Charting Stacks

Microsoft, git, Windows and Organisational Transformation

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TL; DR – Fixing silos is hard, getting common source control and next level tooling in place can help significantly.

Microsoft just announced via a fascinating blog post that they have moved the entire Windows codebase and engineering organisation onto git, and in doing so created a the Git Virtual File System (GVFS).

The GVFS work, and the act of moving the entire Windows code base into git is a very impressive achievement. It shows, in our opinion, a commitment by Microsoft to use and understand the tools their customers are using, in a manner far beyond the boundaries of what most, if not all, of their customers will ever encounter. When it comes to source control git is by far the most commonly used tool out there.

While the git aspect is undoubtedly interesting, particularly in terms of the scaling problems that were encountered, the interesting aspect of this work is the transformational work that is being undertaken.

Most large engineering organisations suffer from problems of silos, multiple internal tools and varying processes, a not invented here syndrome and so forth. As Brain Harry of Microsoft notes they are no different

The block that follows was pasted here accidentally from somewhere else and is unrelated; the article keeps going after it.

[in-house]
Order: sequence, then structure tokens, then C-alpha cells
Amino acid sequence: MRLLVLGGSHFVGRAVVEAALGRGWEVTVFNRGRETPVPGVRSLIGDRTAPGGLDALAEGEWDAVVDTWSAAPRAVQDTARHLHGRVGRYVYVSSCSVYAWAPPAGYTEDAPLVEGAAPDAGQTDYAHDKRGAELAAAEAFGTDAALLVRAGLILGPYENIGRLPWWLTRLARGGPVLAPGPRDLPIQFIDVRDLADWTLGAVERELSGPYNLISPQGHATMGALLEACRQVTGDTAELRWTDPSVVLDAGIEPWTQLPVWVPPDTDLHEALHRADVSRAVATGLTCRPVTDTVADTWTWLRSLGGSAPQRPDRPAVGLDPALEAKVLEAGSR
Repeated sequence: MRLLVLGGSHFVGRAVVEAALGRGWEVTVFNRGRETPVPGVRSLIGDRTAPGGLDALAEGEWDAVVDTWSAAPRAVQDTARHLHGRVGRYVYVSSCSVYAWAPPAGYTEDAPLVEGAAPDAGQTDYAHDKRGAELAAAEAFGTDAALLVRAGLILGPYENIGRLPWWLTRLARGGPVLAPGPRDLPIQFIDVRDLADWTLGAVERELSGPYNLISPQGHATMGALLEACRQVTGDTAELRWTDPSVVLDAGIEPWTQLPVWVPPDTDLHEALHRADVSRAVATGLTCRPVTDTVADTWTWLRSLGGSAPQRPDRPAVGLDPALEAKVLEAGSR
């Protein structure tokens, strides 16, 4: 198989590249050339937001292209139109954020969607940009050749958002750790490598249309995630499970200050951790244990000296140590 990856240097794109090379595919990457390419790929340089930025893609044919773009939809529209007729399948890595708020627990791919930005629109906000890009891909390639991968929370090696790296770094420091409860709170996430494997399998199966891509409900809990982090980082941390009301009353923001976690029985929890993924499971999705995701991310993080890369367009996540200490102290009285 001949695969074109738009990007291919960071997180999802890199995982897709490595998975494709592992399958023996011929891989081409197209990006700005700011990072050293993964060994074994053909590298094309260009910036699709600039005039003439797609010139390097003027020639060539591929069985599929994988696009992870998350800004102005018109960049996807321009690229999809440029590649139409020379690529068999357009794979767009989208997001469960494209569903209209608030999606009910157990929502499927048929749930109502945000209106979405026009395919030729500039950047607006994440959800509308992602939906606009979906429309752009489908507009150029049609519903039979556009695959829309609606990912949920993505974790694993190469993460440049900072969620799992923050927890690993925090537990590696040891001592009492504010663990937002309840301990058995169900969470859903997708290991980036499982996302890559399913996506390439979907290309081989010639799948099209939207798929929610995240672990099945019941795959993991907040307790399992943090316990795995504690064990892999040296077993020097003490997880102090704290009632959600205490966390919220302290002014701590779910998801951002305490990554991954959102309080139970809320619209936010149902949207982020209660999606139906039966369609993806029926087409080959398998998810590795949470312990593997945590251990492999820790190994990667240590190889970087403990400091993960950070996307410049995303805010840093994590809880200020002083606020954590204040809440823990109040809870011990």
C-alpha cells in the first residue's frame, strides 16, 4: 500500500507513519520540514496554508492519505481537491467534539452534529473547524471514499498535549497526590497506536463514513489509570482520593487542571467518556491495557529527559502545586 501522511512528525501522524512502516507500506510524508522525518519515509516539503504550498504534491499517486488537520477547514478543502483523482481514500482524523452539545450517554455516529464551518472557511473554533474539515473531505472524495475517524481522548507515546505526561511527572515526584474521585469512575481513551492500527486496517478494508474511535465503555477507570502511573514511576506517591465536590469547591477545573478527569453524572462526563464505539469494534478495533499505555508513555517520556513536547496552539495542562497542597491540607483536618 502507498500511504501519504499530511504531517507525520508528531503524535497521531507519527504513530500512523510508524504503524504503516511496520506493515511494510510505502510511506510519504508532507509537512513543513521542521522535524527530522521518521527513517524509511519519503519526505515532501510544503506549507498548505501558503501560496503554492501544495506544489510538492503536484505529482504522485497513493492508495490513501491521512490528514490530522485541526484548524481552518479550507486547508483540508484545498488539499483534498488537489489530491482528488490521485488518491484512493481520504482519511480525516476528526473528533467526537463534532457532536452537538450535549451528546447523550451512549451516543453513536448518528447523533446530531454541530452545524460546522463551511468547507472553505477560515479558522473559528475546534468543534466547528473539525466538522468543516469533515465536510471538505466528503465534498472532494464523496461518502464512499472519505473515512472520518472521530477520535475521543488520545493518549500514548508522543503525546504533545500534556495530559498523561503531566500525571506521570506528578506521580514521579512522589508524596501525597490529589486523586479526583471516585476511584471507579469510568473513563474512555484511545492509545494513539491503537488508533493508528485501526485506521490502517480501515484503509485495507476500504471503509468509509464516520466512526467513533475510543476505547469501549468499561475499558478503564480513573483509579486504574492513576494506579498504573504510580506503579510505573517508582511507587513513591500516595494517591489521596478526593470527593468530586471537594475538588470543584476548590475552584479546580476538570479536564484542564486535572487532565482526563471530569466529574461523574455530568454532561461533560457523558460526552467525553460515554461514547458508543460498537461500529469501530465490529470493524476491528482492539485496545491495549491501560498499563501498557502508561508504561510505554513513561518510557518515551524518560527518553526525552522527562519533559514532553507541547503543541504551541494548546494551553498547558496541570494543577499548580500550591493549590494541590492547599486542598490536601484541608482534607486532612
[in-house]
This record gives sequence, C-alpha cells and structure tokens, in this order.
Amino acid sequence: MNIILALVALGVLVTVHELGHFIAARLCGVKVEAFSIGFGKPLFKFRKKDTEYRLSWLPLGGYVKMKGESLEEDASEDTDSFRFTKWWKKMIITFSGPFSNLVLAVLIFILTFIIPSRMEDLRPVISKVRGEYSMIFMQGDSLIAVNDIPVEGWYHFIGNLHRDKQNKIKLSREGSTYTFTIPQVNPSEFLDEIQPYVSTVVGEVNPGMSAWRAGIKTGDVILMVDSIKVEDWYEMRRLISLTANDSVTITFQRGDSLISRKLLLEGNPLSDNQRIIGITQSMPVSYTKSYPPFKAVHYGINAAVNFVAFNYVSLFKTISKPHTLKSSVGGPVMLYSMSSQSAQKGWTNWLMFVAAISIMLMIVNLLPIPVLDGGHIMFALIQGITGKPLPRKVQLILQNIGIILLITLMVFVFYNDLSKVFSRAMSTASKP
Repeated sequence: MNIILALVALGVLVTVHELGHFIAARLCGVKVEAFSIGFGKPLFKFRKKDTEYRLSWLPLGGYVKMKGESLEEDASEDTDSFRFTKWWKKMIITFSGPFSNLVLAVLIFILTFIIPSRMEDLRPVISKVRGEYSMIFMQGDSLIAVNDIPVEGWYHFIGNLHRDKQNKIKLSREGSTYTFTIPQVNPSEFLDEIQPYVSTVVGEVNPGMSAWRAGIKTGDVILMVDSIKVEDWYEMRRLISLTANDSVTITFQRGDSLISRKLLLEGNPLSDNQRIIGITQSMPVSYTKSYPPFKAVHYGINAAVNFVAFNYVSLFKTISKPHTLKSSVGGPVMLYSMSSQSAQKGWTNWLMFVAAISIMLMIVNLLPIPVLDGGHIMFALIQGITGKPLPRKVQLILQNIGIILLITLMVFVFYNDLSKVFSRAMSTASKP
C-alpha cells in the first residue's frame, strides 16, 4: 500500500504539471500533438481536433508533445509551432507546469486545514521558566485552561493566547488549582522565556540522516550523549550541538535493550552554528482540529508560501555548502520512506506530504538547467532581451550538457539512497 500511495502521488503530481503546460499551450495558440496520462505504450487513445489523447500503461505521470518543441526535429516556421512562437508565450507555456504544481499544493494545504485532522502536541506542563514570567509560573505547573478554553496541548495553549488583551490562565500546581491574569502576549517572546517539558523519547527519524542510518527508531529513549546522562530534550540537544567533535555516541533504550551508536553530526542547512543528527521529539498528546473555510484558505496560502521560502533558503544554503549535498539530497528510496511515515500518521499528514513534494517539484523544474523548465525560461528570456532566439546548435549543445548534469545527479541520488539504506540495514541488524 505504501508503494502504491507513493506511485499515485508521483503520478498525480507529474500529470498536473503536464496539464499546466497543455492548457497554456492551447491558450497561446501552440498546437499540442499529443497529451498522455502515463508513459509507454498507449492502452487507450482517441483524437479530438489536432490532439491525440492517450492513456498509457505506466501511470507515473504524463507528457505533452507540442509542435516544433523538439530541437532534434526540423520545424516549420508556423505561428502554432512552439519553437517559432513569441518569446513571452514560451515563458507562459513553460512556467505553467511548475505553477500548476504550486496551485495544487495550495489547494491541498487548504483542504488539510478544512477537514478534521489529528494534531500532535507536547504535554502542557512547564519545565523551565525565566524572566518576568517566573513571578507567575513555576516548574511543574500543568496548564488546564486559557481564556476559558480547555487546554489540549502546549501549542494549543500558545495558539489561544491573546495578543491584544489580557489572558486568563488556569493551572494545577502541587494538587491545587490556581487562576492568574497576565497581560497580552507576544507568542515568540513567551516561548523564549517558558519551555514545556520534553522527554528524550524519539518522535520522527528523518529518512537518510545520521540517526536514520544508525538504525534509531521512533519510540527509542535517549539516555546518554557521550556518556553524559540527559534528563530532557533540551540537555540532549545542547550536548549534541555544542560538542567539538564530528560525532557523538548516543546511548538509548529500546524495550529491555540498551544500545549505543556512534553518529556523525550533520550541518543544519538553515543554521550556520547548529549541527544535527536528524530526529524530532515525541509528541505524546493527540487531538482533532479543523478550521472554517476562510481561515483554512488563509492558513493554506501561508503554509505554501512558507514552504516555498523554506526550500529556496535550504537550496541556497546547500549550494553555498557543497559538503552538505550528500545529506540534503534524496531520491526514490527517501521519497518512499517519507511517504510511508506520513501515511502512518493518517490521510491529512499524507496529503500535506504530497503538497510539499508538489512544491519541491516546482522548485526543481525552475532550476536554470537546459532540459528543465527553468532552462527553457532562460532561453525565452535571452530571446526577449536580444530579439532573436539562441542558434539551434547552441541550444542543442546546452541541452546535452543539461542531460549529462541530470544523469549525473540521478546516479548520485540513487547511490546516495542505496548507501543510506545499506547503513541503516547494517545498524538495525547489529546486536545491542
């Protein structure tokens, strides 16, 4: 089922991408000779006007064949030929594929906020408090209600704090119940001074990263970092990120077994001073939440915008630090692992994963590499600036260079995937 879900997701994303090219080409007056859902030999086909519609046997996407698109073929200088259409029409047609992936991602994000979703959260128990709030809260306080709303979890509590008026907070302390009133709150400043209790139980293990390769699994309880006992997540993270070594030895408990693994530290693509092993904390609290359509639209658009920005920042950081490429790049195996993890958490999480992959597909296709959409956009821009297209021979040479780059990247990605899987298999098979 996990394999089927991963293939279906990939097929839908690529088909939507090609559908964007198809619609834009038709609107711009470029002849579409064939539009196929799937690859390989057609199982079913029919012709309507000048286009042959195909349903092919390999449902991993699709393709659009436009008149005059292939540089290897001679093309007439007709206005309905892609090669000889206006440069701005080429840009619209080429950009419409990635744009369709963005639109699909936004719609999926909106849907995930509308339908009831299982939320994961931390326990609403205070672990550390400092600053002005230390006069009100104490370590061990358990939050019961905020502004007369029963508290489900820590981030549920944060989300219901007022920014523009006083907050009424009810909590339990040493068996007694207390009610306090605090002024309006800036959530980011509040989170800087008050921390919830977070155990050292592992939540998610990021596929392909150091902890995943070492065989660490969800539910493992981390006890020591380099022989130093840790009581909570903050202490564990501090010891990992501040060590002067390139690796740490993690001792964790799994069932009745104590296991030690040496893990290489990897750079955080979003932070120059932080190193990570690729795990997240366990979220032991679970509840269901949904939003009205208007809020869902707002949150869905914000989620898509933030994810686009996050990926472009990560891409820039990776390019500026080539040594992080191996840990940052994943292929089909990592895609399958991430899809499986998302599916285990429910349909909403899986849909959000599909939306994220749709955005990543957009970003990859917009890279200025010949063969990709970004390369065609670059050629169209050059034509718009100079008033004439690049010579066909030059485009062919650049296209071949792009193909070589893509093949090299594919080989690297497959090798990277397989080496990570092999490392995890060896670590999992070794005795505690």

There are some “common” tools but also a lot of diversity – with VERY MANY internally developed one-off tools (by team I kind of mean division – thousands of engineers).

In trying to address these problems Microsoft set out on an effort called “One Engineering System” (1ES), which covered a multitude of areas in the modern software development lifecycle. But at the very core of this is the source control system. As Brian Harry points out

source control systems generate intense loyalty – more so than just about any other developer tool

There were significant internal debates at Microsoft asking if git was even suitable for such a task (at the time it was not), whether other solutions were better and so forth. People were clearly dogmatic in their positions, a not uncommon occurrence in discussions about core engineering software and approaches.

In this case a decision was made, one presumes in no small way due to what customers are using, to go with git – and there was no effort to find consensus. There are moments when the technology discussion becomes religious that this must be done, and the engineering leadership at Microsoft is to be applauded for making this decision.

Longer term it will be interesting to see if other extremely large codebases move to git. Microsoft have shown it can be done, and highlighted, as is often the case, that the biggest problems will be cultural acceptance rather than the technology.

Disclosure: Microsoft is a current RedMonk client.

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